If >= 1, various amounts of intermediate output will be printed to screen. Note: Intermediate outputs from C++ and FORTRAN functions have been commented out, to meet CRAN guidelines. 
use_cpp 
Should the C++ routines from

input_is_COO 
Is the input Q matrix a sparse,
COOformatted matrix ( 
spPmat_inputs 
A list of parameters so that

cppSpMethod 
Three C++ methods from cladoRcpp for
calculating and using the cladogenesis probability
matrix. 1 is slowest but easiest to understand; 3 is
fastest. If 
cluster_already_open 
If the user wants to
distribute the matrix exponentiation calculations from
all the branches across a number of processors/nodes on a
cluster, specify the cluster here. E.g.

calc_ancprobs 
Should ancestral state estimation be performed (adds an uppass at the end). 
null_range_allowed 
Does the state space include the null range?#' 
fixnode 
If the state at a particular node is going to be fixed (e.g. for ML marginal ancestral states), give the node number. 
fixlikes 
The state likelihoods to be used at the fixed node. I.e. 1 for the fixed state, and 0 for the others. 
stratified 
Default FALSE. If TRUE, you are running a stratified analysis, in which case uppass probs should be calculated elsewhere. 
states_allowed_TF 
Default NULL. If user gives a vector of TRUE and FALSE values, these states will be set to 0 likelihood throughout the calculations. 
This likelihood calculation will be repeated many
hundreds or thousands of times in any ML (maximum
likelihood) or Bayesian estimation procedure. Thus, if
the calculation of the loglikelihood of the data under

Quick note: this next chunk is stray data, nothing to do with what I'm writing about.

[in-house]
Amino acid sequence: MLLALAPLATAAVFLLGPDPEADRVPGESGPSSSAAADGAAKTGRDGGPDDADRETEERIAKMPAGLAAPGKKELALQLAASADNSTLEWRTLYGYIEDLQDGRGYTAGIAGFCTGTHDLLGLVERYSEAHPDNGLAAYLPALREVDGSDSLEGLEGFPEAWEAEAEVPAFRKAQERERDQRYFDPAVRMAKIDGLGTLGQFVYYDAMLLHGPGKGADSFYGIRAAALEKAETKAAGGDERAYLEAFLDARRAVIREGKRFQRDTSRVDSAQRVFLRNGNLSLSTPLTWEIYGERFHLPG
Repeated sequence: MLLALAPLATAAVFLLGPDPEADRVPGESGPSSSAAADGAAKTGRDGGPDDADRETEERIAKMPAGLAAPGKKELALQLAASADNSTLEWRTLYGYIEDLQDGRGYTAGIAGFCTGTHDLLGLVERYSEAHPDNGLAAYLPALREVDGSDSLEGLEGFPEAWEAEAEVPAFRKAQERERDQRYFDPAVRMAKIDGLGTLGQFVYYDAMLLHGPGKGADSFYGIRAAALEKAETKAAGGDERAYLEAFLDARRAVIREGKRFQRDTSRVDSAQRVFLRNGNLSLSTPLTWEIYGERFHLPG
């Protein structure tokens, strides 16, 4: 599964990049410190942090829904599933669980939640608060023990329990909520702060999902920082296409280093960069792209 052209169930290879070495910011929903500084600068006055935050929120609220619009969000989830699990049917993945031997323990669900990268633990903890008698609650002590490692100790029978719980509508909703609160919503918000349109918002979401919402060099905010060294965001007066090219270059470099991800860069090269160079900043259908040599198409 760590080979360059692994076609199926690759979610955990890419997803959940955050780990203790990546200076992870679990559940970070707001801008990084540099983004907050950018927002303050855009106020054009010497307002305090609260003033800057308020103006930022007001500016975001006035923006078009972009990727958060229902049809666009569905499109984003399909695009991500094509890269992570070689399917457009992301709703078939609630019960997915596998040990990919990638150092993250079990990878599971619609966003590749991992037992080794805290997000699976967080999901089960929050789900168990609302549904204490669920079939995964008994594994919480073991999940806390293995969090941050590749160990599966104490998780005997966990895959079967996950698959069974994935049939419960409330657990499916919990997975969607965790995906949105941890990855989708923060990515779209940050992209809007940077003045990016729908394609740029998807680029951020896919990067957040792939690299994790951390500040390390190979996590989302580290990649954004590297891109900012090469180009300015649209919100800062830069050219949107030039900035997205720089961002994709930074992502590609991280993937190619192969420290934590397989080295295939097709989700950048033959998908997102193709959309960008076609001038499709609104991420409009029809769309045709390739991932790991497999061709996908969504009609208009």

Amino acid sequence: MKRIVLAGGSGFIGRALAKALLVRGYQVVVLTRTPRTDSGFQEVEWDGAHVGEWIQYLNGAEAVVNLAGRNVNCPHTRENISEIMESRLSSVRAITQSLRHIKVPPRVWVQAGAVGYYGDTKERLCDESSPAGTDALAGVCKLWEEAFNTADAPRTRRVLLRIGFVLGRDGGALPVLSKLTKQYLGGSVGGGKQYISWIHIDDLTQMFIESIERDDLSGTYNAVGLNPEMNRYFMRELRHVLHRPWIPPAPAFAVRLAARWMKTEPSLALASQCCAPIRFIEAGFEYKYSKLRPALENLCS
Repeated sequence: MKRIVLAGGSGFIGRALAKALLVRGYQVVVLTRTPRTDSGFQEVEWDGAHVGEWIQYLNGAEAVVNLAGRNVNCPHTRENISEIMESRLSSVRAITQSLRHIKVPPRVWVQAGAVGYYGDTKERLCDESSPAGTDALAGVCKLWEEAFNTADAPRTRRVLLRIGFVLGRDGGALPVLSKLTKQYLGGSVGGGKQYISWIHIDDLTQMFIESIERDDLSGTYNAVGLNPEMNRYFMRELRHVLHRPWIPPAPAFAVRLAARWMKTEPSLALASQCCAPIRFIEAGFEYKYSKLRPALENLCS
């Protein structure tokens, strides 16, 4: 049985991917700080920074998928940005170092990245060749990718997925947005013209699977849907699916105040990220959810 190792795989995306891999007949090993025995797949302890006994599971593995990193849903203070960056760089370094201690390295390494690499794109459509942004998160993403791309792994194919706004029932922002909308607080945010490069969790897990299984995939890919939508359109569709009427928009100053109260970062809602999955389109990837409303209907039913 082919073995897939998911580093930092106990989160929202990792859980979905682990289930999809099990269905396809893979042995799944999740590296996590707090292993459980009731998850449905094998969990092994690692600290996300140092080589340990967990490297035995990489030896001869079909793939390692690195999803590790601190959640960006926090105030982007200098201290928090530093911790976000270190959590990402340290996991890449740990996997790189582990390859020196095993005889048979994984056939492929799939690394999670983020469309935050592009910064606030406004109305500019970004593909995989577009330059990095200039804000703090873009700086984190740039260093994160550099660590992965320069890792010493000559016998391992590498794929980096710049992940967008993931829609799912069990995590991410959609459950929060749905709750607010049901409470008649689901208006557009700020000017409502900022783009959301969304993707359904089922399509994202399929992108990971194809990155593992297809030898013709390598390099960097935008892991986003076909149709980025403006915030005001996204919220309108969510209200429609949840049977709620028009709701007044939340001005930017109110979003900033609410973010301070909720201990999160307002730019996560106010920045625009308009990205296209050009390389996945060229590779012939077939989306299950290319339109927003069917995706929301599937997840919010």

one set of parameter values is too slow, inference takes
days or becomes impossible. However, by using fast
matrix exponentiation (package
rexpokit
) and fast C++ routines
for calculating the probabilities of range inheritance
scenarios at cladogenesis (package
cladoRcpp
), major speed gains
can be achieved. Most of the complexity in the input
parameters and the code serves these more rapid
alternatives.
However, note that due to the explosion of the geographic
range state space with more geographic areas (see
numstates_from_numareas
), any
computational method that explicitly calculates the
likelihood of all states will eventually become unusable
between 820 areas, depending on details. An alternative
method, which is fast for large numbers of areas, is
BayArea, by Landis, Matzke, Moore, and Huelsenbeck; see
Landis et al. (2013). However, BayArea does not
currently implement cladogenesis models; it only has
continuoustime model for evolutionary change along
branches. In effect, this means that the cladogenesis
model is sympatric speciation with complete range copying
with probability 1.
Return whatever is specified by return_what
.
Go BEARS!
(COO = Coordinate list format for a matrix, see http://en.wikipedia.org/wiki/Sparse_matrix#Coordinate_list_.28COO.29
Nicholas Matzke matzke@berkeley.edu
Landis_Matzke_etal_2013_BayArea
Matzke_2012_IBS
ReeSmith2008
calc_loglike_sp
,
rcpp_calc_anclikes_sp
,
rcpp_calc_anclikes_sp_COOprobs
,
rcpp_calc_anclikes_sp_COOweights_faster
,
mat2coo
,
rcpp_calc_anclikes_sp_COOweights_faster
1  testval=1

Loading required package: rexpokit
Loading required package: cladoRcpp
Loading required package: ape
Loading required package: phylobase
Attaching package: 'phylobase'
The following object is masked from 'package:ape':
edges